More on Khadr and his jihadist family: Continue reading

Canada: Judge grants bail to ex-Gitmo jihadi who killed American soldier

Videos below. via Alberta judge grants Omar Khadr bail | Toronto Star.

A Canadian judge has granted Omar Khadr bail, offering the former Guantanamo Bay detainee his first taste of freedom after more than 12 years in custody.

Alberta Justice June Ross released her verdict Friday, a month after Khadr appeared in an Edmonton court appealing for bail while his Guantanamo conviction is being challenged in a Washington court.

“He has 12 ½ year track record as a model prisoner, and a release plan supported by educators, mental health professionals, and his lawyers,” Ross wrote.

“This is a circumstance where balancing a strong appeal and the public confidence in the administration of justice favour the same result.”

Khadr’s longtime Canadian lawyer, Dennis Edney, along with his wife Patricia, has offered to have Khadr live with them and provide whatever community supervision he may require.

A large community group in Edmonton — from imams and medical professionals, to professors at a Christian university where Khadr has been offered admission — has rallied around the 28-year-old.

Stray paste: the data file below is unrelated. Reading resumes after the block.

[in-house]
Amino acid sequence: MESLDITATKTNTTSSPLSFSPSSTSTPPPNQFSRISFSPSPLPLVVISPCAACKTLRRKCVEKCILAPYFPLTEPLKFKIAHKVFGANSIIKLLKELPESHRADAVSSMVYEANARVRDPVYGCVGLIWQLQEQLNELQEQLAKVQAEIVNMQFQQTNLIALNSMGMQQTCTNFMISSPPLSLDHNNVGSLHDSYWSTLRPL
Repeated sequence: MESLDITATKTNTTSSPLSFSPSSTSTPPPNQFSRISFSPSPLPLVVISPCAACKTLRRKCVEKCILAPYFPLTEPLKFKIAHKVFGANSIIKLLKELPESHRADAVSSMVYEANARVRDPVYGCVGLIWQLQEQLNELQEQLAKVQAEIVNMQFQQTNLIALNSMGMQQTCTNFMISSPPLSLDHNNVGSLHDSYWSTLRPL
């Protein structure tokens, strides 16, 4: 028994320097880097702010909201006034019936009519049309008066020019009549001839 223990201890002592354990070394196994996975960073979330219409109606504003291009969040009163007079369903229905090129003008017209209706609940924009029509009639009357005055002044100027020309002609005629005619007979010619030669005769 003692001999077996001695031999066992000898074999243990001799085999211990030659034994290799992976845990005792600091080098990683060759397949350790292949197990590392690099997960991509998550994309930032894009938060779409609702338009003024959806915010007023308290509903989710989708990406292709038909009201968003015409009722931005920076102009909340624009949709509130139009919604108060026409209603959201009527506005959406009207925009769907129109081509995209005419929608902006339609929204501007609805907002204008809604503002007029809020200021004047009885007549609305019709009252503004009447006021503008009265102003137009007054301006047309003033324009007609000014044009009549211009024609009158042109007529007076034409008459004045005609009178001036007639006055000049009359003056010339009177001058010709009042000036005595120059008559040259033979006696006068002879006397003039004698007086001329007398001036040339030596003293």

Edney and lawyer Nathan Whitling, who argued the bail application, said they were delighted by the news. “Omar is fortunate to be back in Canada where we have real courts and real laws,” said Whitling.

Added Edney about Khadr’s release, “it has been a long time coming.”

Public Safety Minister Steven Blaney issued a statement saying he was “disappointed” by the decision and that the federal government plans to appeal. Ottawa could argue that Khadr must remain in custody until that appeal is heard.

“Our Government will continue to work to combat the international jihadi movement, which has declared war on Canada and her allies,” Blaney wrote.

A hearing will be held May 5 to determine the conditions of Khadr’s bail.

Khadr is currently held at Bowden Institute, in Innisfail, Alta. and has spent nearly half his life in custody. He was shot and captured in 2002, at the age of 15, during a firefight with American and Afghan soldiers. During the battle, U.S. Delta Forces soldier Christopher Speer was fatally wounded with a grenade.

The Pentagon charged Khadr with five offences under the Military Commissions Act (MCA), which were written years after Khadr’s alleged crimes.

Khadr’s U.S. lawyer is arguing that the Pentagon should not have retroactively prosecuted Khadr since killing a soldier in conflict was not a war crime until the Bush administration rewrote the laws of war after the Sept. 11, 2001 attacks.